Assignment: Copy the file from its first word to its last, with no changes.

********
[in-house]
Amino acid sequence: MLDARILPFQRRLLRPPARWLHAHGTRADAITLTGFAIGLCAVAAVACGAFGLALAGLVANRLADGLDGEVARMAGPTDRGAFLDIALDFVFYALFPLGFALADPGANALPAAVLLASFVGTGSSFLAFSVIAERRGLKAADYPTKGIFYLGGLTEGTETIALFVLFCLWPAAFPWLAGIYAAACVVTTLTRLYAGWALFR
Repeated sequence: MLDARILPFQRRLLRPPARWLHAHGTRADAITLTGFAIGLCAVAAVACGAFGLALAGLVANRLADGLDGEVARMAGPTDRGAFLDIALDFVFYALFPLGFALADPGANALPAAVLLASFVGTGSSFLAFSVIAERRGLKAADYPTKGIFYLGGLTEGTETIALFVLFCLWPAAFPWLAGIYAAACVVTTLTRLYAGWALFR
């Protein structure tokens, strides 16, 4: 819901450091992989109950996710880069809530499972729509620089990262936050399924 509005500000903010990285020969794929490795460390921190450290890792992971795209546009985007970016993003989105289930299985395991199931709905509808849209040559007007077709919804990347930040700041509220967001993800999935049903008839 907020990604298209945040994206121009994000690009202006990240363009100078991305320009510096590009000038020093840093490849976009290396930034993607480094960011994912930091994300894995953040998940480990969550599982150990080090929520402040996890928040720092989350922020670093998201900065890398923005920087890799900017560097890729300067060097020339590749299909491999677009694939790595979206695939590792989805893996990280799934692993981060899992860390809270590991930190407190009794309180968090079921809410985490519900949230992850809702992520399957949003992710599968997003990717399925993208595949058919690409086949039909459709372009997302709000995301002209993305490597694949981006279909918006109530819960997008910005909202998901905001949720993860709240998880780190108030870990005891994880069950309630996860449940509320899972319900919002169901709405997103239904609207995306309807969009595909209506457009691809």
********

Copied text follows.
[in-house]
Amino acid sequence: MLDARILPFQRRLLRPPARWLHAHGTRADAITLTGFAIGLCAVAAVACGAFGLALAGLVANRLADGLDGEVARMAGPTDRGAFLDIALDFVFYALFPLGFALADPGANALPAAVLLASFVGTGSSFLAFSVIAERRGLKAADYPTKGIFYLGGLTEGTETIALFVLFCLWPAAFPWLAGIYAAACVVTTLTRLYAGWALFR
Repeated sequence: MLDARILPFQRRLLRPPARWLHAHGTRADAITLTGFAIGLCAVAAVACGAFGLALAGLVANRLADGLDGEVARMAGPTDRGAFLDIALDFVFYALFPLGFALADPGANALPAAVLLASFVGTGSSFLAFSVIAERRGLKAADYPTKGIFYLGGLTEGTETIALFVLFCLWPAAFPWLAGIYAAACVVTTLTRLYAGWALFR
């Protein structure tokens, strides 16, 4: 819901450091992989109950996710880069809530499972729509620089990262936050399924 509005500000903010990285020969794929490795460390921190450290890792992971795209546009985007970016993003989105289930299985395991199931709905509808849209040559007007077709919804990347930040700041509220967001993800999935049903008839 907020990604298209945040994206121009994000690009202006990240363009100078991305320009510096590009000038020093840093490849976009290396930034993607480094960011994912930091994300894995953040998940480990969550599982150990080090929520402040996890928040720092989350922020670093998201900065890398923005920087890799900017560097890729300067060097020339590749299909491999677009694939790595979206695939590792989805893996990280799934692993981060899992860390809270590991930190407190009794309180968090079921809410985490519900949230992850809702992520399957949003992710599968997003990717399925993208595949058919690409086949039909459709372009997302709000995301002209993305490597694949981006279909918006109530819960997008910005909202998901905001949720993860709240998880780190108030870990005891994880069950309630996860449940509320899972319900919002169901709405997103239904609207995306309807969009595909209506457009691809």